App Downloads Soar – But Why is Germany Lagging?

The last week of 2011 saw the number of apps downloaded worldwide smash through the one-billion barrier for the first time. According to figures from analytics firm Flurry, a total of 1.2 billion iOS and Android apps were downloaded between Christmas Day and December 31. That compares to a weekly average of 750 million for the period from December 4-17.

But what may be slightly surprising is the small proportion of that figure accounted for by Germany – with 40 million, the Germans were even lagging behind Canada, with 41 million. The US led the way with a whopping 509 million, followed by China with 99 million and the UK with 81 million. With France tied alongside Germany on 40 million, is the language gap really big enough to cause such a discrepancy?

According to Flurry, 6.8 million iOS and Android devices were activated and 242 million applications were downloaded on Christmas Day alone, both one-day records. With Christmas the obvious factor in this spike, and so leaving countries which do not celebrate the holiday season as widely as elsewhere understandably lagging behind in terms of download numbers, it is still surprising to see English-speaking countries so dominant.

The majority of existing apps may well be in English, even if they are also available in other languages, but it is also a matter of how many non-English speakers use devices running apps in the first place. In another recent post, Flurry revealed that there were 10 million iOS and Android users running apps, again identical to France, with the US out in the lead on 109 million, followed by China, the UK and South Korea.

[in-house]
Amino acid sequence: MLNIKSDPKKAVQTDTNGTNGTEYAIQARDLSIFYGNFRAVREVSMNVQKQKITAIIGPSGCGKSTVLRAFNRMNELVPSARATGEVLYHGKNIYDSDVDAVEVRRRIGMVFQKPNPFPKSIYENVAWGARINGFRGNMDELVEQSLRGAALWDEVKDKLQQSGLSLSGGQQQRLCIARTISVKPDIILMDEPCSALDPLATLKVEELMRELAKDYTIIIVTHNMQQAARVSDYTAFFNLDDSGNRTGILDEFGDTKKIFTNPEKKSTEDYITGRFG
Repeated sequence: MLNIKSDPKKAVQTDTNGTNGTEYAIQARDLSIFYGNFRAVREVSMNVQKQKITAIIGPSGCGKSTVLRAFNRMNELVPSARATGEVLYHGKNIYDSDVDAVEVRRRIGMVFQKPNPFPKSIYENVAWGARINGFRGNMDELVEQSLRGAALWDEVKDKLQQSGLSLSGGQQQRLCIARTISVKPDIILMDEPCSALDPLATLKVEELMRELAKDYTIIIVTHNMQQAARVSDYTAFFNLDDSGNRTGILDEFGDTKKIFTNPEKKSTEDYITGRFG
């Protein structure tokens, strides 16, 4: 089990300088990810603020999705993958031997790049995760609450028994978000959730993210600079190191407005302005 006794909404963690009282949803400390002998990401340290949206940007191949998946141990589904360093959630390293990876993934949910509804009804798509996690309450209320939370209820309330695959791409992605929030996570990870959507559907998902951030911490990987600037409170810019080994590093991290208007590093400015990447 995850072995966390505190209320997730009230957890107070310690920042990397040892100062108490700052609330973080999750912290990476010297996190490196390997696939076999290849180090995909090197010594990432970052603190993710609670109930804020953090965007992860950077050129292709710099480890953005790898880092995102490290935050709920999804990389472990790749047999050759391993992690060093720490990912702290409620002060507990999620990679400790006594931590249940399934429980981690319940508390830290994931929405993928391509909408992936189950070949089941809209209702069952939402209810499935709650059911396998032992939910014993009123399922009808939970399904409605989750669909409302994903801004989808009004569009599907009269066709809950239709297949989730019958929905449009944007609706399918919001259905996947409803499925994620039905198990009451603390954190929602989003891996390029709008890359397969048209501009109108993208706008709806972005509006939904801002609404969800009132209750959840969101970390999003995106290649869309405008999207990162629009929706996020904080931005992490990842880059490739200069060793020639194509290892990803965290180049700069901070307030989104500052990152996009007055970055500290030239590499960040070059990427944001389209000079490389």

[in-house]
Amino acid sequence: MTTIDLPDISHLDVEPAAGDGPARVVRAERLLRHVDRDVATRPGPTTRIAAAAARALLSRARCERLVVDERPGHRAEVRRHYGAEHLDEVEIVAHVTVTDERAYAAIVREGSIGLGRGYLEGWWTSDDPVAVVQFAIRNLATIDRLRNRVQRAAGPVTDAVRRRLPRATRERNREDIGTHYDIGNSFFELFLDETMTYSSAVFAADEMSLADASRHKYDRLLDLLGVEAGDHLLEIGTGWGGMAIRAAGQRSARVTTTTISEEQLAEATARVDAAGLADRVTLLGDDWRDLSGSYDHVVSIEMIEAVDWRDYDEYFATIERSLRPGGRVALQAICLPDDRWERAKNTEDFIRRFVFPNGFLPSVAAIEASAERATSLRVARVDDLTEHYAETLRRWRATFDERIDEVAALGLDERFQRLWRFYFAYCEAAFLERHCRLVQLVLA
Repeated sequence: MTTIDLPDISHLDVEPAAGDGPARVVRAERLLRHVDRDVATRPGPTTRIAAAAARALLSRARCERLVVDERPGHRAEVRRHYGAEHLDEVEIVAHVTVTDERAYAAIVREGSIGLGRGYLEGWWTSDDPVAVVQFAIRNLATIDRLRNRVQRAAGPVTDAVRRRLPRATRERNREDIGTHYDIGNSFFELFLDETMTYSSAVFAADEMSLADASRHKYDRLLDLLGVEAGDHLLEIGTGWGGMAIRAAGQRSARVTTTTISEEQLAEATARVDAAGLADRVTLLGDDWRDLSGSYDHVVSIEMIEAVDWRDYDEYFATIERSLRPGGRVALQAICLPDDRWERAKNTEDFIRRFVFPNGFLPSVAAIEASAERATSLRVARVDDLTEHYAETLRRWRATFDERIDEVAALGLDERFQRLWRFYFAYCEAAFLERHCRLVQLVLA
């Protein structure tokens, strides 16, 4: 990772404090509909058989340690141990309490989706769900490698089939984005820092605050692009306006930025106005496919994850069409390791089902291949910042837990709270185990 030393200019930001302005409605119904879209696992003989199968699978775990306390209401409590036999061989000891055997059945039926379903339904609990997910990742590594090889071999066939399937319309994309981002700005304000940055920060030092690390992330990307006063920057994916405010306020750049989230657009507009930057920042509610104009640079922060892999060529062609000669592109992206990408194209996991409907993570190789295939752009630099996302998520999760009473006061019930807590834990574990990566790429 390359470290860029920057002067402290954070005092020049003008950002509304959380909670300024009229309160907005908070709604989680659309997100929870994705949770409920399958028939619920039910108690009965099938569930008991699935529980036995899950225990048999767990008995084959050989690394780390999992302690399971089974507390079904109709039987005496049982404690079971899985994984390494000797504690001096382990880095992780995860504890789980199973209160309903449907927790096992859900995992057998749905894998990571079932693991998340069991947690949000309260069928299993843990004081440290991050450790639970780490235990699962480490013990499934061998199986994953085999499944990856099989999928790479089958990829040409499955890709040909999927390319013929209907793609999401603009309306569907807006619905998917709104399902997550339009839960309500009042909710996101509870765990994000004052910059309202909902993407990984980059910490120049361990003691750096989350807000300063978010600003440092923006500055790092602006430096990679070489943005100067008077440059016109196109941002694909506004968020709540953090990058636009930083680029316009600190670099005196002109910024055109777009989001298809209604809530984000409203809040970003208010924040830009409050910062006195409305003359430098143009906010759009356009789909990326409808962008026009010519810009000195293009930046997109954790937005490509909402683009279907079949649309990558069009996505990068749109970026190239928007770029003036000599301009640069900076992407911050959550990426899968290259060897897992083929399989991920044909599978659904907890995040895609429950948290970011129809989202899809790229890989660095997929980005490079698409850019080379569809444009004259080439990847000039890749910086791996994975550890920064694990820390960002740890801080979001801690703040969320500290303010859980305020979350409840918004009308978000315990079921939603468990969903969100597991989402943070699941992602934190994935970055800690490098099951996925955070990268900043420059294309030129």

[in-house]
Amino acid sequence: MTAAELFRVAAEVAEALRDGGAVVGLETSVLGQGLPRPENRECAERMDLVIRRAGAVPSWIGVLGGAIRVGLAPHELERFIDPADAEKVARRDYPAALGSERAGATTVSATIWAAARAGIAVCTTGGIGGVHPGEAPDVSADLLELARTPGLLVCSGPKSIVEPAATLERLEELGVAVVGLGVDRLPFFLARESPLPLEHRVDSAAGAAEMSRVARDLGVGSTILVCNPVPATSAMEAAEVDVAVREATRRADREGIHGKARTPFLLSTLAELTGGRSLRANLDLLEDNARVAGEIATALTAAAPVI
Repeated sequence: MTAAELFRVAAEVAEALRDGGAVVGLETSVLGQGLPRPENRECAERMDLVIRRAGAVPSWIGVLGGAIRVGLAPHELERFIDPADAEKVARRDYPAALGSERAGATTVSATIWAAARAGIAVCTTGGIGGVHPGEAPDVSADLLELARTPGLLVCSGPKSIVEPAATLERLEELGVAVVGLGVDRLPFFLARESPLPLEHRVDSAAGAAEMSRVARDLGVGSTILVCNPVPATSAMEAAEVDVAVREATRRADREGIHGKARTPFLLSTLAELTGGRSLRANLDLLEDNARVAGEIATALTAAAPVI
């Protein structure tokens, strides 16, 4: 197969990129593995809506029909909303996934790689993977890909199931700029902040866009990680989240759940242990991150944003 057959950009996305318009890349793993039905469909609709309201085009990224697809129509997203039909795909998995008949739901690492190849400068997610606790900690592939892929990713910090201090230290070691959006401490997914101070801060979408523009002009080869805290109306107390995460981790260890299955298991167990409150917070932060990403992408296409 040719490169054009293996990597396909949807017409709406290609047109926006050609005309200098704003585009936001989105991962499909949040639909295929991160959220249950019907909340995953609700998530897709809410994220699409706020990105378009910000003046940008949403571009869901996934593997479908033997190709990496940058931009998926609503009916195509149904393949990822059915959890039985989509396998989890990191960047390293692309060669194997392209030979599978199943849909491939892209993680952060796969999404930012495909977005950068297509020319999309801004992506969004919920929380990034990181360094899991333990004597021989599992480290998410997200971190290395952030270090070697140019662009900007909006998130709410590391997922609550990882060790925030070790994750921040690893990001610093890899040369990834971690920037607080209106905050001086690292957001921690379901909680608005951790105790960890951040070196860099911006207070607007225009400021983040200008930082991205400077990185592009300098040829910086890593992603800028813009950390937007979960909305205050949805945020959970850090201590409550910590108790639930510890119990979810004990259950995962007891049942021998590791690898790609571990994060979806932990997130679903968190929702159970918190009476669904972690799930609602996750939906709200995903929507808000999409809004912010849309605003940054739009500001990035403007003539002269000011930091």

But things are inevitably changing. In a blog post, the firm said: “Looking forward to 2012, Flurry expects breaking the one-billion-download-barrier per week will become more common-place.  While iOS and Android growth continues to amaze, the market is still by all measures relatively nascent.”

So while people clutching their smartphones and tablets as they negotiate the streets is almost as common a sight in Berlin as it is in New York or London, it seems that we have some work to do to persuade the rest of the country to follow suit.

About David Knight

David is co-founder and Editor-in-Chief of Silicon Allee. Originally from London, he has lived in Berlin for over seven years, having previously worked for news portals including and Spiegel Online before helping to found Silicon Allee in 2011.


  1. It’s also possible that UK customers are more likely than people in Germany and France to download apps that contain Flurry’s analytics package – Flurry doesn’t cover all apps.

  2. Another factor could be that Germans, by their nature, are more skeptical about giving their data away and giving apps access to their phone’s functions. Further, many Germans don’t have a credit card (or don’t want to use the one they have) which makes paying for apps difficult (and on some non-Apple platforms impossible).

  3. Sweden and Netherlands show higher ratios than Germany. Maybe it has to do with level of proficiency in English language. More English speaking inhabitants means more downloads?

  4. I still can’t quite believe that language has that big of an effect – although Ole was right in tht Flurry doesn’t pick up every app download. I think they still get around 90 percent, though.

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